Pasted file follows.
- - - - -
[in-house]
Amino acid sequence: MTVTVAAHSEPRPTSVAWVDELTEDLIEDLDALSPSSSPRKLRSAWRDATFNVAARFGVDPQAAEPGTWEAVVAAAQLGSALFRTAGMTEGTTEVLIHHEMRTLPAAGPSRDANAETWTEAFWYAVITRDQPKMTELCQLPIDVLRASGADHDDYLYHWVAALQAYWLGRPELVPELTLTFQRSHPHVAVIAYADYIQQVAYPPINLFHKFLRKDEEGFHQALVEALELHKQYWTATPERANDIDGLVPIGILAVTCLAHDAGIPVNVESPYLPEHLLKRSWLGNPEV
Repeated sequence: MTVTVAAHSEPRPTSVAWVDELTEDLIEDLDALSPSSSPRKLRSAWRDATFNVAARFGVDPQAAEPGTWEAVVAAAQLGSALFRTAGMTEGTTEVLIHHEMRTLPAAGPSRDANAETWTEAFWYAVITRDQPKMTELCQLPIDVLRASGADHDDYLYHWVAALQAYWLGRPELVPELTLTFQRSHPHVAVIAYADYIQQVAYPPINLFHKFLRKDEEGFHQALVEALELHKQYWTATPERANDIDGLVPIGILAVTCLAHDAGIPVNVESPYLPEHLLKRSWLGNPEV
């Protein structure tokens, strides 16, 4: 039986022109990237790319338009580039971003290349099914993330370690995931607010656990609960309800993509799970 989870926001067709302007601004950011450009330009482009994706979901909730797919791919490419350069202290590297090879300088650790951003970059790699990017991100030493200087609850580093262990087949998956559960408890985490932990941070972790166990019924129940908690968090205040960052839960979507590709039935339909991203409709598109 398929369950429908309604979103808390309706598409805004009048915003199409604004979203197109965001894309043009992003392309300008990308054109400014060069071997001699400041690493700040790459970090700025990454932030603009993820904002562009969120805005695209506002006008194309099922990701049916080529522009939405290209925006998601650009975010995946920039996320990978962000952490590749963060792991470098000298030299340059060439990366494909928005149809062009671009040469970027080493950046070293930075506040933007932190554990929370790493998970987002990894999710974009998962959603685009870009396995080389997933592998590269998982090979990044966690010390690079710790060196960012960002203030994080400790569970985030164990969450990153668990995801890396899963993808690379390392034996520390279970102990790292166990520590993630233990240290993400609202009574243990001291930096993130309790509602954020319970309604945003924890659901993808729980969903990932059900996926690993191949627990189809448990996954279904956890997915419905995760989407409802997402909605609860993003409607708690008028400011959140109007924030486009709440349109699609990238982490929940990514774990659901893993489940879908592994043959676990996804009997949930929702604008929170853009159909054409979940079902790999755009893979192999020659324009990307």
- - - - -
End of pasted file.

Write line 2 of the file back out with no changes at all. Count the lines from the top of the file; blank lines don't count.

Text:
Amino acid sequence: MTVTVAAHSEPRPTSVAWVDELTEDLIEDLDALSPSSSPRKLRSAWRDATFNVAARFGVDPQAAEPGTWEAVVAAAQLGSALFRTAGMTEGTTEVLIHHEMRTLPAAGPSRDANAETWTEAFWYAVITRDQPKMTELCQLPIDVLRASGADHDDYLYHWVAALQAYWLGRPELVPELTLTFQRSHPHVAVIAYADYIQQVAYPPINLFHKFLRKDEEGFHQALVEALELHKQYWTATPERANDIDGLVPIGILAVTCLAHDAGIPVNVESPYLPEHLLKRSWLGNPEV